ScanXL also has plug-ins to enable enhanced diagnostics on GM and Ford vehicles.

    When using the dashboard function the gauges move pretty smoothly, which greatly improves the appearance of the dash (jumpy gauges are very annoying).

    The Dyno performance data can only be used with vehicles with manual transmission. To use the dyno function you will have to enter the weight of the vehicle and the wheel sizes.

    Most parts of the software can be customized or configured enabling you for example to change the colour to match your dash, or scaling items into proportion for your screen.

    I have successfully installed ScanXL Pro onto a system running Windows 7.

    ScanXL Pro would be good for integrating into a carputer system; however it may be a little fiddly pressing some of the tabs along the top of the screen using a 7” or 8” touch screen due to the size of the tabs.

    ScanMaster:
    Price: $69.95

    Installation is fairly straightforward; it only takes a few minutes to set up the package then register your license information.

    Features:
    • Automatic, hands-off protocol detection
    • Real-time data, available in the form of tables, graphs, and gauges
    • Reads all generic and manufacturer-specific DTC's
    • Database of over 4200 generic DTCs, and over 3600 manufacturer-specific DTCs
    • Can be used to turn off the "Check Engine" light (MIL), and clear all emissions-related diagnostic information
    • Oxygen sensor test results
    • Continuous and non-continuous monitor test results
    • VIN, Calibration ID, In-Use Performance Tracking
    • Multi-language support: Croatian, Czech, Danish, English, Greek, Hungarian, Polish, Serbian, and Spanish.
    • Metric and English units of measure
    • Printable diagnostic reports
    • Data logging in CSV format
    • Dynamometer
    • Fuel gauge


    ScanMaster is a fairly basic package and does not include many graphics and not very driver friendly. Not suitable for use on a small touch screen due to the tiny buttons/tabs along the top of the screen. ScanMaster would be more suited for use on a laptop for diagnostic purposes only.

    The package offers a limited customizable skin where you can choose one of 36 colour schemes.

    TouchScan:
    Price: $24.95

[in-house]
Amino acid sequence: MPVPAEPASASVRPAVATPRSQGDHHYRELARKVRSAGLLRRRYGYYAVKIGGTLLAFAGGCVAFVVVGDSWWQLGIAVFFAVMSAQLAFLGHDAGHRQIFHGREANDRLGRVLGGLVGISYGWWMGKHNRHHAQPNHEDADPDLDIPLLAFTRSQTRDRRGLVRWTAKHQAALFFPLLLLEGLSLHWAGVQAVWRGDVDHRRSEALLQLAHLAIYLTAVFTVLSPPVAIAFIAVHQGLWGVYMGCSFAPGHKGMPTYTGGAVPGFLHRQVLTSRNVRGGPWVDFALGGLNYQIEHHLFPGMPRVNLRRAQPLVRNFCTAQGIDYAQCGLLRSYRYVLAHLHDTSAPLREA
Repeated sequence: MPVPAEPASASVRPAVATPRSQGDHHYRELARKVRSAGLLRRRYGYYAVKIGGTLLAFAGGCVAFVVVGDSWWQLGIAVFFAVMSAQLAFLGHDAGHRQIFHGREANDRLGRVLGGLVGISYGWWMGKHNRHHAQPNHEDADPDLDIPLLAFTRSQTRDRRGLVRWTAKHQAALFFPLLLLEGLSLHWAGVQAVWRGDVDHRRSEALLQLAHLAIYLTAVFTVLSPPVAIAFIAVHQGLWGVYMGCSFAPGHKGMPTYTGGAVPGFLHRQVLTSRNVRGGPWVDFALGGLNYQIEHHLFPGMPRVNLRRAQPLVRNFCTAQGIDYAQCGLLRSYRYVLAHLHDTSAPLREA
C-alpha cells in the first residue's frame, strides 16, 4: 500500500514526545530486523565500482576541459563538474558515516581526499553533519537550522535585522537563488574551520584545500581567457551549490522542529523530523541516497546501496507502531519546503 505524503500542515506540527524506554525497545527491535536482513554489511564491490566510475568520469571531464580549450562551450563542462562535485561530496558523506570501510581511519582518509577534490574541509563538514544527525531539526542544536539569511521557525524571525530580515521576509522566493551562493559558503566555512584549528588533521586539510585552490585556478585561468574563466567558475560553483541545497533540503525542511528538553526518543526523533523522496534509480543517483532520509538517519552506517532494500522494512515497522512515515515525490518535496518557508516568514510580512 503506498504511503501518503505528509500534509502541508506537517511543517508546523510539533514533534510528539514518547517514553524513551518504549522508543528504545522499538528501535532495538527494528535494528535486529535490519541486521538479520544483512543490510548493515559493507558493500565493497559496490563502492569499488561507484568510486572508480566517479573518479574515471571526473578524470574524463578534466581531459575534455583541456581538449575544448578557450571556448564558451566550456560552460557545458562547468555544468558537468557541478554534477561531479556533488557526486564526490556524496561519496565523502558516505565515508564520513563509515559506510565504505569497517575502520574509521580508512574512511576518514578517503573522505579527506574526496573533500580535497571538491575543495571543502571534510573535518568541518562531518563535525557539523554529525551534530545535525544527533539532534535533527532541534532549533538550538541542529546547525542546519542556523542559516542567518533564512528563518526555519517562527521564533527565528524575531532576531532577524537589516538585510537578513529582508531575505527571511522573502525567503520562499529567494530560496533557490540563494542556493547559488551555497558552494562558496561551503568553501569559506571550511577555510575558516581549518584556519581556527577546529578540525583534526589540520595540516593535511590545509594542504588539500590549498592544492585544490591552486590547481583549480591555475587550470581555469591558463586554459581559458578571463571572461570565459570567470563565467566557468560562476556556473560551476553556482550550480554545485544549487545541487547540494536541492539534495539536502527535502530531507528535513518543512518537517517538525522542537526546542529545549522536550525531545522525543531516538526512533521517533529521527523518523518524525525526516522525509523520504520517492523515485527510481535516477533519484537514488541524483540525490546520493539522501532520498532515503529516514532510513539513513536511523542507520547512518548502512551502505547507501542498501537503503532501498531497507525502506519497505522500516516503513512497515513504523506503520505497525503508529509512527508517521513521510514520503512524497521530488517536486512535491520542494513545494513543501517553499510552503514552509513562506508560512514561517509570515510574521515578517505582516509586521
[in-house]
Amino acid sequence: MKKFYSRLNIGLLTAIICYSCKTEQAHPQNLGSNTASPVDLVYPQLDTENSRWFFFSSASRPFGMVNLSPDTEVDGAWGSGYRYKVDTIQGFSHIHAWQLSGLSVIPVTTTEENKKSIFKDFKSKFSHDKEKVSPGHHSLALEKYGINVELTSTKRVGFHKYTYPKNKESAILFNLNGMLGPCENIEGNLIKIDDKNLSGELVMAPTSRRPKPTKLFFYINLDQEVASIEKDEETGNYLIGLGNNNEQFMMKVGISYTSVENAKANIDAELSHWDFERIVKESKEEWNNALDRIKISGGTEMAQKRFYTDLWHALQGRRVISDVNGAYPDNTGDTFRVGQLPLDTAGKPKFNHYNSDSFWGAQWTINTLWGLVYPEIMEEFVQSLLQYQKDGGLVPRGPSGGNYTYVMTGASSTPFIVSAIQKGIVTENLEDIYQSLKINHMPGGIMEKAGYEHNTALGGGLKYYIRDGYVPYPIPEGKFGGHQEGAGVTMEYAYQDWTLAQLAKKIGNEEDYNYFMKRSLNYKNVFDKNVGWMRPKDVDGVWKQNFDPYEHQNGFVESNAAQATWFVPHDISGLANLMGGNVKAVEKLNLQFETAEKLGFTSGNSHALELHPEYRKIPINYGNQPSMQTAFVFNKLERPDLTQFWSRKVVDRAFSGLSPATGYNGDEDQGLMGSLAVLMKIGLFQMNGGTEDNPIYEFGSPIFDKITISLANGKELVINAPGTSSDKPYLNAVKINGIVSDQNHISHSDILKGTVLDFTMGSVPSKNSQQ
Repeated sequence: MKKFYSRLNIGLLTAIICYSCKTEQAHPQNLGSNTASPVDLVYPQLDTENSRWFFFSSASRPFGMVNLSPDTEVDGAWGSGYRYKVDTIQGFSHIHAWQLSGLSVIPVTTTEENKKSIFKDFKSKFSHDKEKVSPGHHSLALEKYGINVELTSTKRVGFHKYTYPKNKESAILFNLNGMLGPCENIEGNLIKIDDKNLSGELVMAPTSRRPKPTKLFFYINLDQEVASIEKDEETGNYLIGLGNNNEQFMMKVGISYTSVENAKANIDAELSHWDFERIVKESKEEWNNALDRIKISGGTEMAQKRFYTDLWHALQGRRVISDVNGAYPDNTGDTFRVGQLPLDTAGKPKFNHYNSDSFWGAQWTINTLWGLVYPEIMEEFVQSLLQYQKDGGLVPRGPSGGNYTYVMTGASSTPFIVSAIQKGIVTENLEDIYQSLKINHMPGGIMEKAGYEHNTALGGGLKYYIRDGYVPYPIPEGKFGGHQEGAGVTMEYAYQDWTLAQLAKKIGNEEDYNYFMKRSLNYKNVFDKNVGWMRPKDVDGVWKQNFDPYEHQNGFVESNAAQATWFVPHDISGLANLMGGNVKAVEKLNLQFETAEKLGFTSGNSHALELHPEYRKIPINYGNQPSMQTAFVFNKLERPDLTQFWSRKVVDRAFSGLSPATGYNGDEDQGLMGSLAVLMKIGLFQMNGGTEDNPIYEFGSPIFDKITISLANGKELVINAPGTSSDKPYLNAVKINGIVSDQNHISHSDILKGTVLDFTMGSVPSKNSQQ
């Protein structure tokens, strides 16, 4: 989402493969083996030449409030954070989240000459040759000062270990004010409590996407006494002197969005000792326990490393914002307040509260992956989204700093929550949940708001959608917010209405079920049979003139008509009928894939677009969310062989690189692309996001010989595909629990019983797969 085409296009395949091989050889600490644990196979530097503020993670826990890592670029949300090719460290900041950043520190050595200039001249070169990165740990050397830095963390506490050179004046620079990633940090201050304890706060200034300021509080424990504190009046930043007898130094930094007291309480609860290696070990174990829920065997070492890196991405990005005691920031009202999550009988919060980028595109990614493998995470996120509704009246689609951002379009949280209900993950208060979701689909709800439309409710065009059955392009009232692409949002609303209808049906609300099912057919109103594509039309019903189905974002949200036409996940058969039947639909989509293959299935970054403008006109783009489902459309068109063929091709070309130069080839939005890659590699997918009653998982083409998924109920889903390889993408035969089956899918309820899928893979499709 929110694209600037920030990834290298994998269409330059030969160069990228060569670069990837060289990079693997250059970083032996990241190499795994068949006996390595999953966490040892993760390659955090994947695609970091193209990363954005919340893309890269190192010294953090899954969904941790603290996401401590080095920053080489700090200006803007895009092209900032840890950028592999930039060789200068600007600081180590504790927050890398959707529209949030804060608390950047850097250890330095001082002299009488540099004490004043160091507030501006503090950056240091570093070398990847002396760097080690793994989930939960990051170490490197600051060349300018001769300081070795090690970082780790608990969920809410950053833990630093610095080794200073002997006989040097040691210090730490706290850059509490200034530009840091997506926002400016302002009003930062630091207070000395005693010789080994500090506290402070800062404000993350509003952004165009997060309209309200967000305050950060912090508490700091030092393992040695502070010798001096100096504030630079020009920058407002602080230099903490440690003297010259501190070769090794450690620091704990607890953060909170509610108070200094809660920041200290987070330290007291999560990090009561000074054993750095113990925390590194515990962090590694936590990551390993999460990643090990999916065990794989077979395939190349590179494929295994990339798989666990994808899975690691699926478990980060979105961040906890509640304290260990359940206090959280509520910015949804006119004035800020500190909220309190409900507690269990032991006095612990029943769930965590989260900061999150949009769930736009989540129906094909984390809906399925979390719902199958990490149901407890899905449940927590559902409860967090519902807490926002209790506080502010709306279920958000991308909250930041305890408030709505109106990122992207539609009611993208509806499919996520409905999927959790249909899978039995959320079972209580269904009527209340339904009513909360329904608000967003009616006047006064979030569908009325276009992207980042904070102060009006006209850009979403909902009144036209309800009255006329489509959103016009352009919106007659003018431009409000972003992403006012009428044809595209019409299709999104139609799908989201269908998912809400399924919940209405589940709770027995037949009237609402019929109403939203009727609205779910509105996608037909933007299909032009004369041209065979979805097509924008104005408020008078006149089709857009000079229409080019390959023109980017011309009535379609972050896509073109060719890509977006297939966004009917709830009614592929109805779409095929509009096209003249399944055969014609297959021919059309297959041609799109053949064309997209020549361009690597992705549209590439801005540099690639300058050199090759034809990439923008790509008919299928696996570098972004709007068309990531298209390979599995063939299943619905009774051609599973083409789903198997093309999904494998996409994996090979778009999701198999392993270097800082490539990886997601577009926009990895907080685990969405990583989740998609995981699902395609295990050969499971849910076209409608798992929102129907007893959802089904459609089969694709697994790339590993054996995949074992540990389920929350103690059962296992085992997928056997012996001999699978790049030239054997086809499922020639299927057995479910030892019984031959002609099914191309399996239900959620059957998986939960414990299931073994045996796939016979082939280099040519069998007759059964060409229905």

Installation:

    Description: TouchScan has a fairly limited set of functions, such as:
    • Basic reading/erasing of trouble codes
    • Logging vehicle speed and fuel rate (gal/hr)
    • Digital dashboard

    This software package could be useful for a dedicated digital Dashboard.
    The buttons/tabs on the screen are well sized for easy use on a 7” touch screen.



    Vehicle compatibility:
    I tested the OBDLink on several cars of different manufacturer, produced between 1997 and 2008:

    * 2008 Honda Accord 2.2 (diesel) * 2007 Peugeot 4007 2.2 (diesel)
    * 2005 Subaru Impreza 2.0 (petrol) * 2001 Renault Clio 1.2 (petrol)
    * 2001 Vauxhall Corsa 1.2 (petrol) * 2000 Toyota Yaris 1.0 (petrol)
    * 1997 Volkswagen Golf 2.0 (petrol)

    All the cars I tested the OBDLink on with exception of the VW Golf worked fine with the interface. The problem I found with the VW Golf was that it was not fully OBDII compliant.


    Integration:
    The right angled OBD connector and Bluetooth option would be useful for integrating OBDLink into a Carputer setup.
    In vehicles where the diagnostic connector is located under the dash you will find that when using the straight connector it sticks out close to your knee and the cable hangs down into the footwell. The right angled OBD connector will help keep the cable out of the way under the dash away from your legs etc also making it easier to hide away the cable/connector.

    By using the Bluetooth option the installation speed and ease is improved. You can save yourself time and effort by not having to rip off some of your trim to feed cables to your computer setup.

    The Bluetooth option would be good for use on a laptop to perform diagnostic tests. What I found when going to take the vehicle for a test run is, where the diagnostic socket sticks out under the dash, the cable hangs over the drivers’ legs and across the gear stick/handbrake to the passenger seat where the laptop is. The interface would still be in the foot well area but it can be tied up out of the way. It will also give you more mobility, e.g. you can have the laptop in the engine compartment when you are testing sensors etc.


    Positives:
    • 90 day unconditional money back guarantee
    • 3 year repair/replacement warranty
    • Compatible with a vast amount of software packages
    • Great customer support via ScanTool.net forum
    • Great quality product
    • Easy to install and use
    • Works on Windows 7 (additional drivers required, see above)


    Negatives:
    • Larger than ElmScan 5 serial

    The Verdict:
    In my opinion OBDLink is a great device, in fact probably the best I have come across without having to spend lots of money. OBDLnk is compatible with a wide range of vehicles, can be integrated with a vast number of software packages, and can even be used on the new Windows 7 operating system. The device is very easy to set up and use. Great value product, excellent warranty and excellent product support.



    Thanks: